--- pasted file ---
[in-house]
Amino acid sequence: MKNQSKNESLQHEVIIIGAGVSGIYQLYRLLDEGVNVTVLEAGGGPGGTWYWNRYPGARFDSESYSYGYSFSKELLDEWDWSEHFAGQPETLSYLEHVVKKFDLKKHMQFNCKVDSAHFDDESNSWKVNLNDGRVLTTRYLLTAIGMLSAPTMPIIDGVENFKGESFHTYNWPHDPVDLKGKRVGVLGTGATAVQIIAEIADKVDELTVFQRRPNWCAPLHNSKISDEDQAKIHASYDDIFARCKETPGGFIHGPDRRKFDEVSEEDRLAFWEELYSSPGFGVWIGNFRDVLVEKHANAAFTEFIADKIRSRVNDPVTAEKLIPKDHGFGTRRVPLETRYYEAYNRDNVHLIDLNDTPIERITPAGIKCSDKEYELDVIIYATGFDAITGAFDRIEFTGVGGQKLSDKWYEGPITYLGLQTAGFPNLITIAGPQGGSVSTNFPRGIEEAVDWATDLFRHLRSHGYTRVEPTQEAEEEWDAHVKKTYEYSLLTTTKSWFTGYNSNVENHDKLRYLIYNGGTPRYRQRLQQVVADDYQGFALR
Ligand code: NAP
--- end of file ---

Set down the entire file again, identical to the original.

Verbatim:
[in-house]
Amino acid sequence: MKNQSKNESLQHEVIIIGAGVSGIYQLYRLLDEGVNVTVLEAGGGPGGTWYWNRYPGARFDSESYSYGYSFSKELLDEWDWSEHFAGQPETLSYLEHVVKKFDLKKHMQFNCKVDSAHFDDESNSWKVNLNDGRVLTTRYLLTAIGMLSAPTMPIIDGVENFKGESFHTYNWPHDPVDLKGKRVGVLGTGATAVQIIAEIADKVDELTVFQRRPNWCAPLHNSKISDEDQAKIHASYDDIFARCKETPGGFIHGPDRRKFDEVSEEDRLAFWEELYSSPGFGVWIGNFRDVLVEKHANAAFTEFIADKIRSRVNDPVTAEKLIPKDHGFGTRRVPLETRYYEAYNRDNVHLIDLNDTPIERITPAGIKCSDKEYELDVIIYATGFDAITGAFDRIEFTGVGGQKLSDKWYEGPITYLGLQTAGFPNLITIAGPQGGSVSTNFPRGIEEAVDWATDLFRHLRSHGYTRVEPTQEAEEEWDAHVKKTYEYSLLTTTKSWFTGYNSNVENHDKLRYLIYNGGTPRYRQRLQQVVADDYQGFALR
Ligand code: NAP